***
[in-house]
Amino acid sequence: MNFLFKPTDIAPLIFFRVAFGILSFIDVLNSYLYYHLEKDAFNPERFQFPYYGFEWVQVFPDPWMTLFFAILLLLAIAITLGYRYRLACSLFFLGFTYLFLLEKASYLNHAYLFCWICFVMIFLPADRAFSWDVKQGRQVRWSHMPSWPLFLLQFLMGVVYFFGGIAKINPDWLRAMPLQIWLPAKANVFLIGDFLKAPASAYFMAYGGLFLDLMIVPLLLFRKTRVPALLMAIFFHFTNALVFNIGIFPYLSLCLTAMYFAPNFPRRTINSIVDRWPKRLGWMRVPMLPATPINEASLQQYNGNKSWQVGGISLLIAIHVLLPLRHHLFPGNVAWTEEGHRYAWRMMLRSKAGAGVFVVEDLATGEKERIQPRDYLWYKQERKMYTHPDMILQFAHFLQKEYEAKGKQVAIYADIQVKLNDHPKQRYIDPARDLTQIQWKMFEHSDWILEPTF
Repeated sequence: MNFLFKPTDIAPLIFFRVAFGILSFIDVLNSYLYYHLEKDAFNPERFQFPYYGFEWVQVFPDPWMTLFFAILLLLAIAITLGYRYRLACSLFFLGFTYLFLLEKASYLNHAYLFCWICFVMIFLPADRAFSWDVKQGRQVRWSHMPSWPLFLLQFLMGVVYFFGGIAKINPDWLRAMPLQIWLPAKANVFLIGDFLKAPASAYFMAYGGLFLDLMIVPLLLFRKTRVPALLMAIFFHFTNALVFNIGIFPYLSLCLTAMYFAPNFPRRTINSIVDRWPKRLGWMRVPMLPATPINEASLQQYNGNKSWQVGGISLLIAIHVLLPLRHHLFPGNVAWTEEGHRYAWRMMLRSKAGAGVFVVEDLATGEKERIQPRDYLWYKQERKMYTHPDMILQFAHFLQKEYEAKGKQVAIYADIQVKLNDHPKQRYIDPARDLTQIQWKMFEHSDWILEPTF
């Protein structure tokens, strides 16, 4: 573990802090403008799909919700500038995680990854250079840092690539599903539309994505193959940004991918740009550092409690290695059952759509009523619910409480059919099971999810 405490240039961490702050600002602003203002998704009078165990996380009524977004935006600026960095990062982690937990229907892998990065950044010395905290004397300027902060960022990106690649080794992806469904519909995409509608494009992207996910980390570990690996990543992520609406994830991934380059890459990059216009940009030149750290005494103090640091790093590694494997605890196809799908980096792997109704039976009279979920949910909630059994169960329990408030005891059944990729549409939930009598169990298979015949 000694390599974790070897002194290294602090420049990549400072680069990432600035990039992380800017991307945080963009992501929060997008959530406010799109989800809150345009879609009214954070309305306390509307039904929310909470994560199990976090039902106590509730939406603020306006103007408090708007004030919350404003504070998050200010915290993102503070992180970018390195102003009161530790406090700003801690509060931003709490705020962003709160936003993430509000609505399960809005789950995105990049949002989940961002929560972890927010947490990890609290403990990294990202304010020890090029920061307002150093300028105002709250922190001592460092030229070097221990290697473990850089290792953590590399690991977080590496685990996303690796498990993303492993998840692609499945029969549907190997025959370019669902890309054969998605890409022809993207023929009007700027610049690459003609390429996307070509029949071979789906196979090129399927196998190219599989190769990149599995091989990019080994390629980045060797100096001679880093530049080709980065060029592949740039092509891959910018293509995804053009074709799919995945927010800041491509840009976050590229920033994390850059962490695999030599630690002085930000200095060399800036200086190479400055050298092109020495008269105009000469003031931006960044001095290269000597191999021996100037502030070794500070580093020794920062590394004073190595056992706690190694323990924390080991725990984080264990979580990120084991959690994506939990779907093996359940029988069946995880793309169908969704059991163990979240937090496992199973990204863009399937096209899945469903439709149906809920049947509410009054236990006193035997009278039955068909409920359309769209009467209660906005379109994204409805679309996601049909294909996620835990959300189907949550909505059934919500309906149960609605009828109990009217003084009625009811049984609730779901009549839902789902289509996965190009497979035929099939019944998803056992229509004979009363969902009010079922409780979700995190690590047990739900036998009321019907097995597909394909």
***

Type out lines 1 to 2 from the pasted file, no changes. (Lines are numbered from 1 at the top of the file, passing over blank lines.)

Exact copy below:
[in-house]
Amino acid sequence: MNFLFKPTDIAPLIFFRVAFGILSFIDVLNSYLYYHLEKDAFNPERFQFPYYGFEWVQVFPDPWMTLFFAILLLLAIAITLGYRYRLACSLFFLGFTYLFLLEKASYLNHAYLFCWICFVMIFLPADRAFSWDVKQGRQVRWSHMPSWPLFLLQFLMGVVYFFGGIAKINPDWLRAMPLQIWLPAKANVFLIGDFLKAPASAYFMAYGGLFLDLMIVPLLLFRKTRVPALLMAIFFHFTNALVFNIGIFPYLSLCLTAMYFAPNFPRRTINSIVDRWPKRLGWMRVPMLPATPINEASLQQYNGNKSWQVGGISLLIAIHVLLPLRHHLFPGNVAWTEEGHRYAWRMMLRSKAGAGVFVVEDLATGEKERIQPRDYLWYKQERKMYTHPDMILQFAHFLQKEYEAKGKQVAIYADIQVKLNDHPKQRYIDPARDLTQIQWKMFEHSDWILEPTF